Labour-run Oxford City Council have removed a homeless man's sleeping bag and other possessions, in a new power that has been backed up with a £2,500 fine.
Photo Credit: Jan Bailey
The man, who was outside the Faculty of History on George Street, had most of his possessions removed by council officials and books left scattered in the wet.
This is part of new powers introduced in 2017 by Labour councillors to remove personal possessions, almost entirely affecting those rough sleeping, which come with letters warning of up-to-£2,500 fines.
In 2015, Oxford City Council introduced a £1,000 fine targeted at 'busking' and 'begging', shortly followed by a senior Oxford Labour councillor saying "I would like to go up to some of these rough sleepers and say 'you are a disgrace'."
Last year saw incidents of rough sleeping rise in Oxford, and 2018 is set to see the loss of Julian Housing and partial loss of Simon House, two homeless shelters that make up 154 beds in total. Lucy Faithfull House was closed in 2016, causing a loss of 51 beds.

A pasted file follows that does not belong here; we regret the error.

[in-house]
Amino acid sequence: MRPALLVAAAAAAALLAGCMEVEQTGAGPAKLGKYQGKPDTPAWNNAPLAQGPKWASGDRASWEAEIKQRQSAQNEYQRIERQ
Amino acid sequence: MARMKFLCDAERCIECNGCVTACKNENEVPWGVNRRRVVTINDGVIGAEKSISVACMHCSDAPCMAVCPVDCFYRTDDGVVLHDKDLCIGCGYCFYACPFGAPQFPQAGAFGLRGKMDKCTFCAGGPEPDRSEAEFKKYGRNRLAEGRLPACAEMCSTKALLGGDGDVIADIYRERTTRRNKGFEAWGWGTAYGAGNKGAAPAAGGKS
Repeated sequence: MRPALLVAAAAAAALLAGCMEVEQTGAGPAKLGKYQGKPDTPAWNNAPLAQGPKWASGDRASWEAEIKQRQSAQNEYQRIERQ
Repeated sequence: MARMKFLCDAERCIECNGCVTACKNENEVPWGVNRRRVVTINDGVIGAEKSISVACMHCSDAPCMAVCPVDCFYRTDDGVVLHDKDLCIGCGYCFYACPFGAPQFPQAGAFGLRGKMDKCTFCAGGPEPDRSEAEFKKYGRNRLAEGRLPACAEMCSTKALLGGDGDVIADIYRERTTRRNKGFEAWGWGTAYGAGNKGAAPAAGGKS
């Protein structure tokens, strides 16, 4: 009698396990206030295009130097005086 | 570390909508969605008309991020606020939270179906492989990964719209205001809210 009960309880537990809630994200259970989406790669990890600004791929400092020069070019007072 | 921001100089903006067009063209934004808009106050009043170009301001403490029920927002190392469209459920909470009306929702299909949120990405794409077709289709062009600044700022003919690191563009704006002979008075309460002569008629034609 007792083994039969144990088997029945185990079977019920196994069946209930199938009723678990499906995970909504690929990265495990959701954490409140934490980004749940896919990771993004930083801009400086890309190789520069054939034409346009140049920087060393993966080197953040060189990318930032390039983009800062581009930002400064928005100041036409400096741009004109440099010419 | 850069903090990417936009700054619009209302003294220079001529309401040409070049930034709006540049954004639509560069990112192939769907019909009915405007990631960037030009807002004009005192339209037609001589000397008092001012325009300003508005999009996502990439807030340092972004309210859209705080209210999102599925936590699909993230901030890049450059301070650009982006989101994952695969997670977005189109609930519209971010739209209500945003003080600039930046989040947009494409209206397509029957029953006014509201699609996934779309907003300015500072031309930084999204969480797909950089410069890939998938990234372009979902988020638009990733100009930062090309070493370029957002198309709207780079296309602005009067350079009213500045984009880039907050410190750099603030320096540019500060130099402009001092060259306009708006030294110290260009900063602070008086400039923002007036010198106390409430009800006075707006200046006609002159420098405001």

In the 2016-17 budget, Oxford City Council failed to spend £400,000 of their homeless support budget.
In an interview with BBC News, Jan Bailey, a local volunteer helping the homeless, said:
"I was absolutely horrified. It may not have been much that this gentleman had, but it was all he had. To me it is unforgivable."
Commenting on the issue, local city centre campaigner, Conor McKenzie, said:
"This is appalling. We need to be doing much more to help some of the most vulnerable in our community, not taking away their possessions.
"Local Liberal Democrats have consistently opposed this power, along with its £2,500 fine, and called for more homeless support funding.
"With this winter being the coldest on record, and the council having to defer to churches and community groups to shelter people otherwise rough sleeping, it is beyond belief that the council should think to take away belongings - especially sleeping bags - is the right course of action."